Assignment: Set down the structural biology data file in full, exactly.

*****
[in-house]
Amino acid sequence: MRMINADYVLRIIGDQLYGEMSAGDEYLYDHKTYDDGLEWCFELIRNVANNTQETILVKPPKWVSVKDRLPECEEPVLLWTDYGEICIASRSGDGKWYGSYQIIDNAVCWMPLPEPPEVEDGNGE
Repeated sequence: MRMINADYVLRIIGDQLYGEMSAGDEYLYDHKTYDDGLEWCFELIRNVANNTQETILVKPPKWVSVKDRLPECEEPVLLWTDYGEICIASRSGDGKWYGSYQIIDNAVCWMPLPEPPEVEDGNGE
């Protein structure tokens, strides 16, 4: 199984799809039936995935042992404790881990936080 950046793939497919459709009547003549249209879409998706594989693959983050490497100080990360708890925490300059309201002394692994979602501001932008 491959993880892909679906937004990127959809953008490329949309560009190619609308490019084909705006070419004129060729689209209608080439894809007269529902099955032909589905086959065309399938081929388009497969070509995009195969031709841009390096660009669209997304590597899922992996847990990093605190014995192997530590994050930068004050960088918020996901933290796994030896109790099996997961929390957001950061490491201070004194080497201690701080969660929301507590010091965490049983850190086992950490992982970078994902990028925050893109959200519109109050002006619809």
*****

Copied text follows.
[in-house]
Amino acid sequence: MRMINADYVLRIIGDQLYGEMSAGDEYLYDHKTYDDGLEWCFELIRNVANNTQETILVKPPKWVSVKDRLPECEEPVLLWTDYGEICIASRSGDGKWYGSYQIIDNAVCWMPLPEPPEVEDGNGE
Repeated sequence: MRMINADYVLRIIGDQLYGEMSAGDEYLYDHKTYDDGLEWCFELIRNVANNTQETILVKPPKWVSVKDRLPECEEPVLLWTDYGEICIASRSGDGKWYGSYQIIDNAVCWMPLPEPPEVEDGNGE
């Protein structure tokens, strides 16, 4: 199984799809039936995935042992404790881990936080 950046793939497919459709009547003549249209879409998706594989693959983050490497100080990360708890925490300059309201002394692994979602501001932008 491959993880892909679906937004990127959809953008490329949309560009190619609308490019084909705006070419004129060729689209209608080439894809007269529902099955032909589905086959065309399938081929388009497969070509995009195969031709841009390096660009669209997304590597899922992996847990990093605190014995192997530590994050930068004050960088918020996901933290796994030896109790099996997961929390957001950061490491201070004194080497201690701080969660929301507590010091965490049983850190086992950490992982970078994902990028925050893109959200519109109050002006619809």